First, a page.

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Announcing Your Engagement with Excitement and Finesse

Getting engaged is such an exciting experience you will want tell the world when it happens to you. It is estimated that many women who become engaged succumb to the need to share their good news by calling their best friends; it is estimated that more than 25 % of newly engaged women choose to break the news to their BFFs before anyone else. Others proceed to Facebook or Twitter to announce their blissful state.

Announcing Your Engagement

Before the advent of social media and the far-reaching power of text messages, engagements were announced according to certain rules of etiquette. These rules were meant to ensure that the engagement was made known in the most proper way possible. Most of all, the engagement announcement protocol was fundamentally intended to avoid hurting the feelings of the friends and relatives of the couple.

Traditional Etiquette for Announcing Engagements

In the past, a prospective father-in-law was asked for “the hand of his daughter” in marriage. Although this act was mostly ceremonial, it was often accomplished with fanfare. In some places around the world, this occasion was a veritable feast involving elders from both the family of the prospective bride and the prospective groom. This saved both parties the trouble of having to inform relatives about the change in their relationship. Often, the engagement ring could only be presented after the father had given his blessing to the union.

After this, a formal announcement was made in the papers or the local community bulletin. This announcement was customarily made by the bride-to-be's parents, and it usually conformed to a prescribed format. This was to be followed by an engagement party, which was de rigueur for people moving in upper middle class circles. Like engagement rings, engagement parties were part of the deal.

Blending Old and New Ways in Announcing Engagements

Regardless of how modern a couple is, there are certain family obligations that they would do well to comply with in announcing their engagement. The fewer the feathers they ruffle, the more harmonious their own lives will be. Here's how old and new ways can be blended for win-win situations.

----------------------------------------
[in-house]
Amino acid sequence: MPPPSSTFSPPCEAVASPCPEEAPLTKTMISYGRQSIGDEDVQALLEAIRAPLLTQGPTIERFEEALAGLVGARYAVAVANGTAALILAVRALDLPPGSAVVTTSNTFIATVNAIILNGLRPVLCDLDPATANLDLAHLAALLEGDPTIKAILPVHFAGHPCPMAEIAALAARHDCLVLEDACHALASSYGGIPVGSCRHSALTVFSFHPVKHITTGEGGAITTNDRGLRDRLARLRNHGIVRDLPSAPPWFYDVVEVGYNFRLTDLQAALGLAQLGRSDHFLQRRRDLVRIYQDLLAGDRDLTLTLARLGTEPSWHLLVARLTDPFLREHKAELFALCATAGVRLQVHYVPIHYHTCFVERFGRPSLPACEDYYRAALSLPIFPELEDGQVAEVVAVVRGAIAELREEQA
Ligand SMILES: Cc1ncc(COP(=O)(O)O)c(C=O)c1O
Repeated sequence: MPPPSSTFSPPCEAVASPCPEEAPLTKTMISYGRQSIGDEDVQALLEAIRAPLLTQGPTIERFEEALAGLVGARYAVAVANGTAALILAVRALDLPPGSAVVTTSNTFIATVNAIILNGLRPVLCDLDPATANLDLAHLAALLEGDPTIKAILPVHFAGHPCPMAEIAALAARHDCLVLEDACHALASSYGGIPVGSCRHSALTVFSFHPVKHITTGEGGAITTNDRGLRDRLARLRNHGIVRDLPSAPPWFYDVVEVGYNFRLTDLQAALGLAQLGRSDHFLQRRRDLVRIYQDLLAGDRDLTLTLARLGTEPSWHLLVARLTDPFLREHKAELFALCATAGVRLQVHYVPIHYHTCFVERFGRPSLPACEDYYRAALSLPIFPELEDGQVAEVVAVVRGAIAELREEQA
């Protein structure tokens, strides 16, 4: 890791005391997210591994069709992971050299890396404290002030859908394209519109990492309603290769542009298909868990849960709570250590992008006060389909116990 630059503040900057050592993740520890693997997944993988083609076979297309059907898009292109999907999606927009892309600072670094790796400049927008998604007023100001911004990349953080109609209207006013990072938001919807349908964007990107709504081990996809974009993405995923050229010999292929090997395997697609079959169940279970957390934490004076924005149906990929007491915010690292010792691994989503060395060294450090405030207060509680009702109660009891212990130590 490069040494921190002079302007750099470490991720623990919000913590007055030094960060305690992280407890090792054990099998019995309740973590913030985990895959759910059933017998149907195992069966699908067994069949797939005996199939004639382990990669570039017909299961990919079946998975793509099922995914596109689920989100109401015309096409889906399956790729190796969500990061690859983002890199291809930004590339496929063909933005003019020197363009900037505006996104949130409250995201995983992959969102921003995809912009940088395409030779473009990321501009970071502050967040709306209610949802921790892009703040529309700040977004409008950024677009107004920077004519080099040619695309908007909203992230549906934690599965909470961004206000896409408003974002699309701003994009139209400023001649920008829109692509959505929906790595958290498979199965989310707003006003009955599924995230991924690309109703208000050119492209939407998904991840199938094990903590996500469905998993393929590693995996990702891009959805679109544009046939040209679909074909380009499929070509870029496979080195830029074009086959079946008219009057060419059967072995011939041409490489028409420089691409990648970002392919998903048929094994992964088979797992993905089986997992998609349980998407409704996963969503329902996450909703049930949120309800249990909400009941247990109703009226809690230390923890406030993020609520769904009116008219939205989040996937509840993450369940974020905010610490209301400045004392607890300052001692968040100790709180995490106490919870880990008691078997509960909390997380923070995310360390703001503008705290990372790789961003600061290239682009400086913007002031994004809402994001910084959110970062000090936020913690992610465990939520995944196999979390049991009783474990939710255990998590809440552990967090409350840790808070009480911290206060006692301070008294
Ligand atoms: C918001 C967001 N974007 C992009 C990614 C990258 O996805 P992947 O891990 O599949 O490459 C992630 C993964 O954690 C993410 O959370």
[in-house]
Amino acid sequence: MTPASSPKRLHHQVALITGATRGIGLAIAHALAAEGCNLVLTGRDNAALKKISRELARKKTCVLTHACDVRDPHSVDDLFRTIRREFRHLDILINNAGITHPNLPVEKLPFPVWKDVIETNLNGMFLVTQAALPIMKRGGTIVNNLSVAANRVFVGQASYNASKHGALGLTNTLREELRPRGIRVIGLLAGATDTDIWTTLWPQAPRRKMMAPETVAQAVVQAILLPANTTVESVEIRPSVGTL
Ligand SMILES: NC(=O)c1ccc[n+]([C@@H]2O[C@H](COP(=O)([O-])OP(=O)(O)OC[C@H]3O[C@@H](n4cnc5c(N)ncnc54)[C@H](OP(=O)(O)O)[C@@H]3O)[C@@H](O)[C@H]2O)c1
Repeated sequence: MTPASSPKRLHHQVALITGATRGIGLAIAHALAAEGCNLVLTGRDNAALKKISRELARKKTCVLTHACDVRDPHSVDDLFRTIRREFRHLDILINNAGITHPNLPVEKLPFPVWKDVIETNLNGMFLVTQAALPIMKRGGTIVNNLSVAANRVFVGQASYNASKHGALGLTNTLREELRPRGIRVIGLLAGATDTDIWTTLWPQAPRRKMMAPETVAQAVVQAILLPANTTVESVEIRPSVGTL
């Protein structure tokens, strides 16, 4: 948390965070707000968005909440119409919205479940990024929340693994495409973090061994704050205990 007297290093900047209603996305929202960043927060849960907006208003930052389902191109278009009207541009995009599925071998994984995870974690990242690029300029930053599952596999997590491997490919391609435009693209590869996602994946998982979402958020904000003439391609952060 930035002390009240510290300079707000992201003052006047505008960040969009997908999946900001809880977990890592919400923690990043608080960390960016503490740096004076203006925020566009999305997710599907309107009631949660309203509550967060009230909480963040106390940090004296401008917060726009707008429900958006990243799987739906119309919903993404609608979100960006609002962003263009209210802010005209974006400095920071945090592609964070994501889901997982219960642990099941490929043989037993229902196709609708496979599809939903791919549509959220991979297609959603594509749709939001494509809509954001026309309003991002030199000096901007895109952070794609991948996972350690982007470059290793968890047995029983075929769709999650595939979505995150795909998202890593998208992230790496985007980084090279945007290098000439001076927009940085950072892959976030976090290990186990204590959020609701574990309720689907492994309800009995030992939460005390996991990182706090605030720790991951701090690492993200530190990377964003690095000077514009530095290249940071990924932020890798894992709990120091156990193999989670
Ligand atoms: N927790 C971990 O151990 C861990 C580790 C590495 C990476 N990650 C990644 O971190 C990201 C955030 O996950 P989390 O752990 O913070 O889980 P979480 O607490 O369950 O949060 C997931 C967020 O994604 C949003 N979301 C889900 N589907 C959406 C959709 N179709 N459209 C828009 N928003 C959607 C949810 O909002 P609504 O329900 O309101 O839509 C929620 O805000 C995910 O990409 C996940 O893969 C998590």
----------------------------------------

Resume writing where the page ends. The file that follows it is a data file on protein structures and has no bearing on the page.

2 mens speaking
  1. Inform your parents first. If your fiancée did not have to go through the ritual of asking your father for “your hand”, it is all the more important that you give your parents the honor of being the first to know about your engagement. Even if you do not enjoy a warm and close relationship with your parents, you need to tell them you have accepted your boyfriend's proposal, and give them a chance to gush about your new solitaire engagement ring. This news is too significant for them to hear about it from other people.
  2. Inform your closest friends and relatives personally. They would be badly hurt if they had to hear the good news about you from the newspaper of from other people. If you are busy, you don't have to spend hours over the phone talking to them. However, you must certainly find other ways to let the important people in your life hear from you personally about such an important matter. You can send cards and mail these to them, making sure the cards get to the addressees before you go public.
  3. Before the formal engagement party, give an intimate “letting-you-know” party. Another way you can inform close friends and relatives about your engagement before everyone else is to invite them for tea or coffee. You don't have to serve fancy food – pizza or sandwiches will do. What is important is for you to let people you love that they mean more to you than your usual FB friends. Be forewarned, though, the main course in such a gathering won't be the cupcakes you serve; the diamond ring on your finger will take center stage. news paper announced